Crew Chief Paul Wolfe Savors The Moment As A Two-Time Cup Champion

Paul Wolfe’s partnership with Joey Logano of Middletown, CT nearly began many years earlier, back when the young crew chief was a budding talent atop the pit box looking for a steady NASCAR gig, and back when the teenaged driver was most closely connected with the “Sliced Bread” nickname as a next-big-thing prospect.

By Zack Albert NASCAR.com

 

“It’s funny how this works out, what a small world it is,” Wolfe says, retelling the story of that crossroads moment now, just weeks removed from winning a Cup Series championship with Logano and with both now as veterans at the top of the stock-car world.

Wolfe was still finding his way after his driving days had ended, earning a reputation for extracting the most performance from equipment that wasn’t quite elite. By 2009, the team that employed him was headed for a shutdown at season’s end, and two solid offers in the Xfinity Series were in the works.

Crew chief Paul Wolfe atop the Team Penske hauler for Daytona 500 practice in 2020
Jared C. Tilton | Getty Images

Brad Keselowski wanted him to be part of his move to Team Penske and a full-time Xfinity campaign. Joe Gibbs Racing had interest in pairing him with Logano, then a Cup Series rookie who still ran a majority of the Xfinity events.

After some initial resistance, Wolfe went with the less-established Xfinity program. He’s been under Roger Penske’s employ ever since.

“I just saw it as an opportunity to build something, rather than just taking over,” Wolfe said. “I don’t know, the thought of building something from nothing was more exciting to me. And that’s really what was the deciding factor for me to go to work at Penske.”

Years later, the 45-year-old Wolfe will be feted with Logano at Champion’s Week festivities in Nashville. It’s the second Cup Series championship for both, and Wolfe has joined the short list of crew chiefs to win premier-series titles with multiple drivers.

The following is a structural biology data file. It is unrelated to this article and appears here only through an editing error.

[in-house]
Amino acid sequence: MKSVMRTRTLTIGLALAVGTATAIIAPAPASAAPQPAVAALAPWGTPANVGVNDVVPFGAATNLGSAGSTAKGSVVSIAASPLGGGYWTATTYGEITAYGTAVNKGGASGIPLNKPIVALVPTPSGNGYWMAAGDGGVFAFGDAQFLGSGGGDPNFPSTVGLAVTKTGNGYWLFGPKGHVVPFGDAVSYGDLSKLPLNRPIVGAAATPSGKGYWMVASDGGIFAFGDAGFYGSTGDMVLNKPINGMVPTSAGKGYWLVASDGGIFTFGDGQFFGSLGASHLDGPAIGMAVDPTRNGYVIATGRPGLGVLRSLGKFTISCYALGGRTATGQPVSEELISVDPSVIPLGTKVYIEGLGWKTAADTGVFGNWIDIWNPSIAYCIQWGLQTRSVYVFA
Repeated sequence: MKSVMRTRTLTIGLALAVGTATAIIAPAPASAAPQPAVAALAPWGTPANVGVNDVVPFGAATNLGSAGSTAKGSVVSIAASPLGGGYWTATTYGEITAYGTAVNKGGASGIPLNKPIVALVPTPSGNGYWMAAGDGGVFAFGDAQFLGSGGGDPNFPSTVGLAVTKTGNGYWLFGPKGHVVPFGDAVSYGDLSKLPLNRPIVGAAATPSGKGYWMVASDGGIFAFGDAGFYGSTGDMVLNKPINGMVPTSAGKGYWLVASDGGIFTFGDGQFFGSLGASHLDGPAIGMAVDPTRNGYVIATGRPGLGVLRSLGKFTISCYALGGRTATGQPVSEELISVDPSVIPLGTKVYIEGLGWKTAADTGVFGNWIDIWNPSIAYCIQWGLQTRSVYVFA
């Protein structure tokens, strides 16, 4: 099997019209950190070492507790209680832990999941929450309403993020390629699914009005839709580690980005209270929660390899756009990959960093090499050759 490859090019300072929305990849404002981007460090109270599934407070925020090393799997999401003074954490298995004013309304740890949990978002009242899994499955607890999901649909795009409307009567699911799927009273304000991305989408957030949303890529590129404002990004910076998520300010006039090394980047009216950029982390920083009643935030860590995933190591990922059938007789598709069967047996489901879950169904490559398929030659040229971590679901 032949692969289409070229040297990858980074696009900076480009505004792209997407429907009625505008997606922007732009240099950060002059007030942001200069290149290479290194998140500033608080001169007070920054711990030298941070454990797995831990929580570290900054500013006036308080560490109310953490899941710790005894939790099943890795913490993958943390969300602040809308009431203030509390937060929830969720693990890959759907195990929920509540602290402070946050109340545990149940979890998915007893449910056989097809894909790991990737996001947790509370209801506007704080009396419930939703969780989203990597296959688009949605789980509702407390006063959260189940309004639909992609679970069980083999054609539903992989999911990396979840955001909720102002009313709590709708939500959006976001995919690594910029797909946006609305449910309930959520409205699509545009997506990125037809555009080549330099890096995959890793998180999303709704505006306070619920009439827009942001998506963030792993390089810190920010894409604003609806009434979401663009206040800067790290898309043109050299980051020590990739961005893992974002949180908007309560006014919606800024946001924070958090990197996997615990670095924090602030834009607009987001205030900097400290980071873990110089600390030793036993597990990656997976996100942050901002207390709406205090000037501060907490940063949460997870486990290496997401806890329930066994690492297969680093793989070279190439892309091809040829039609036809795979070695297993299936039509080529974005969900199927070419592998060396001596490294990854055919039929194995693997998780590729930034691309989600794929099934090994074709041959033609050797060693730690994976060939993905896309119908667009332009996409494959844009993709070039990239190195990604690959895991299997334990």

It’s been a life’s journey to arrive at this point, with a decade in between those crowning achievements. “Building something” has been more than a deciding factor. For Wolfe, it’s been a mantra.

Starting to grow

“I’ve been in racing for a long time and if you want something, you have to work hard for it. Eventually it’s going to pay off for us.” – Paul Wolfe, Poughkeepsie (N.Y.) Journal, Oct. 5, 2001

Paul Wolfe knew he wanted to be involved with racing early on. Growing up in Milford, New York, Wolfe watched his father, Charlie, compete in Modifieds as a regular at tracks in his home state – Fonda, Utica-Rome, Five Mile Point. He started in go-karts just after turning 10 years old, and soon began traveling in that youth circuit before moving up the ladder.

His younger brother, Steve, took a similar path, but with more of a focus on high school sports than in karting circles. His athleticism later led him to over-the-wall duty, serving as a tire changer for Dale Earnhardt Jr.’s No. 8 among other teams. Today, he’s in an assembly manager’s role at 23XI Racing.

Wolfe’s ambitions led him to move closer to the NASCAR hub in North Carolina in 1996, when he connected with Coy and J.D. Gibbs in their Late Model days. That opened the door to some driving, some building on the fabrication side, and a wealth of foundational learning. All the while, Wolfe had a career safeguard in place.

“I took my New York state tests to be a certified welder. We can work on bridges and do that kind of work,” Wolfe says, recalling his six months of training on a vocational school scholarship in Ohio. “That was kind of like my backup plan if the NASCAR stuff didn’t work out, because I could make a living as a welder. So I kind of had that with me as I went down south.”

 

His association with the Gibbs organization led to opportunities in the Busch North Series, which evolved into the ARCA Menards Series East. Wolfe drove partial schedules in five seasons (2000-04), netting two pole positions and a best finish of second place on four occasions.

Paul Wolfe during his driving days in this promotional picture before the 2005 season
Getty Images

Wolfe later drove part-time in the Xfinity Series, making 16 starts with team owners Tommy Baldwin, Ray Evernham and FitzBradshaw Racing. His time with the Baldwin operation was as part of the team’s Hungry Drivers Program, an audition among several prospects seeking full-time rides, but those part-time seats ran dry by the time 2005 came to a close.

“There just really wasn’t anything for me,” Wolfe says. “I didn’t have any sponsors or anything like that. So I was like well, I got into the sport, learned it as a mechanic, doing it as a fabricator, I can pretty much do anything, and it was like, ‘Well, I’ve kind of got to make a living here.’ ”